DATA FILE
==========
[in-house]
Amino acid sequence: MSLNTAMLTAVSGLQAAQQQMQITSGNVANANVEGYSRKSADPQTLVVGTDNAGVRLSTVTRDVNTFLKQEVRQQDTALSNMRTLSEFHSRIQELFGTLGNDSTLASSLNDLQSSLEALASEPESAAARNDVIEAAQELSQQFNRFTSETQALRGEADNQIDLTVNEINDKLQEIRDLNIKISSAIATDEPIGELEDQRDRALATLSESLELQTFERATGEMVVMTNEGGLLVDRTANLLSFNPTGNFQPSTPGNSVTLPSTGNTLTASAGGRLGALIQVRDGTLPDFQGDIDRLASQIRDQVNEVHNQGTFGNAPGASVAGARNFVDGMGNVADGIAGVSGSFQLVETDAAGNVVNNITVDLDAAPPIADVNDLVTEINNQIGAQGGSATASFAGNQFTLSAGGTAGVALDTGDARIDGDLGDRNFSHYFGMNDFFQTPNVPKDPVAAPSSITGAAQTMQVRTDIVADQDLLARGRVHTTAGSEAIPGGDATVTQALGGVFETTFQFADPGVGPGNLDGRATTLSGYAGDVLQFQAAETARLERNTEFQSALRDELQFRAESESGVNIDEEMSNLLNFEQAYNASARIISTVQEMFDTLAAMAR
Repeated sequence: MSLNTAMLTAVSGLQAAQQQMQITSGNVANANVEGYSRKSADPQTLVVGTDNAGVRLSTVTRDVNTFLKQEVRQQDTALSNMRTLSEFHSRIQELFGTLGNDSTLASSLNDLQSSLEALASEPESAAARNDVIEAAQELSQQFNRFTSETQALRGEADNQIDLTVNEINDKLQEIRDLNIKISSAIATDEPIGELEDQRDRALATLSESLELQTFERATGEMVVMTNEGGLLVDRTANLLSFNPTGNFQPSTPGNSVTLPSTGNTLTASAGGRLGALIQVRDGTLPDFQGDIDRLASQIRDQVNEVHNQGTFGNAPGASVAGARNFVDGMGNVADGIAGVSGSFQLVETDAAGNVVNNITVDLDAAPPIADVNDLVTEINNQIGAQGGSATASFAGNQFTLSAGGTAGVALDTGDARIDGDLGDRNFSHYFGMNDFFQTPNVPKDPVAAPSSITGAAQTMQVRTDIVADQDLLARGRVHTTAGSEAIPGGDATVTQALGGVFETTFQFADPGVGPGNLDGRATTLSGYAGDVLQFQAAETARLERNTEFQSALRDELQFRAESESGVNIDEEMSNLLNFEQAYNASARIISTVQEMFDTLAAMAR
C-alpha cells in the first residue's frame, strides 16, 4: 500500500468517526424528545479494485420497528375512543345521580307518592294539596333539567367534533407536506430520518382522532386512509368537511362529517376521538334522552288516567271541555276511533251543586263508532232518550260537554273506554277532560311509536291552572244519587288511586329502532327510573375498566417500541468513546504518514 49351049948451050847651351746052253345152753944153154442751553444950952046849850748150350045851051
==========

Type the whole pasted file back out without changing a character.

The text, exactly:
[in-house]
Amino acid sequence: MSLNTAMLTAVSGLQAAQQQMQITSGNVANANVEGYSRKSADPQTLVVGTDNAGVRLSTVTRDVNTFLKQEVRQQDTALSNMRTLSEFHSRIQELFGTLGNDSTLASSLNDLQSSLEALASEPESAAARNDVIEAAQELSQQFNRFTSETQALRGEADNQIDLTVNEINDKLQEIRDLNIKISSAIATDEPIGELEDQRDRALATLSESLELQTFERATGEMVVMTNEGGLLVDRTANLLSFNPTGNFQPSTPGNSVTLPSTGNTLTASAGGRLGALIQVRDGTLPDFQGDIDRLASQIRDQVNEVHNQGTFGNAPGASVAGARNFVDGMGNVADGIAGVSGSFQLVETDAAGNVVNNITVDLDAAPPIADVNDLVTEINNQIGAQGGSATASFAGNQFTLSAGGTAGVALDTGDARIDGDLGDRNFSHYFGMNDFFQTPNVPKDPVAAPSSITGAAQTMQVRTDIVADQDLLARGRVHTTAGSEAIPGGDATVTQALGGVFETTFQFADPGVGPGNLDGRATTLSGYAGDVLQFQAAETARLERNTEFQSALRDELQFRAESESGVNIDEEMSNLLNFEQAYNASARIISTVQEMFDTLAAMAR
Repeated sequence: MSLNTAMLTAVSGLQAAQQQMQITSGNVANANVEGYSRKSADPQTLVVGTDNAGVRLSTVTRDVNTFLKQEVRQQDTALSNMRTLSEFHSRIQELFGTLGNDSTLASSLNDLQSSLEALASEPESAAARNDVIEAAQELSQQFNRFTSETQALRGEADNQIDLTVNEINDKLQEIRDLNIKISSAIATDEPIGELEDQRDRALATLSESLELQTFERATGEMVVMTNEGGLLVDRTANLLSFNPTGNFQPSTPGNSVTLPSTGNTLTASAGGRLGALIQVRDGTLPDFQGDIDRLASQIRDQVNEVHNQGTFGNAPGASVAGARNFVDGMGNVADGIAGVSGSFQLVETDAAGNVVNNITVDLDAAPPIADVNDLVTEINNQIGAQGGSATASFAGNQFTLSAGGTAGVALDTGDARIDGDLGDRNFSHYFGMNDFFQTPNVPKDPVAAPSSITGAAQTMQVRTDIVADQDLLARGRVHTTAGSEAIPGGDATVTQALGGVFETTFQFADPGVGPGNLDGRATTLSGYAGDVLQFQAAETARLERNTEFQSALRDELQFRAESESGVNIDEEMSNLLNFEQAYNASARIISTVQEMFDTLAAMAR
C-alpha cells in the first residue's frame, strides 16, 4: 500500500468517526424528545479494485420497528375512543345521580307518592294539596333539567367534533407536506430520518382522532386512509368537511362529517376521538334522552288516567271541555276511533251543586263508532232518550260537554273506554277532560311509536291552572244519587288511586329502532327510573375498566417500541468513546504518514 49351049948451050847651351746052253345152753944153154442751553444950952046849850748150350045851051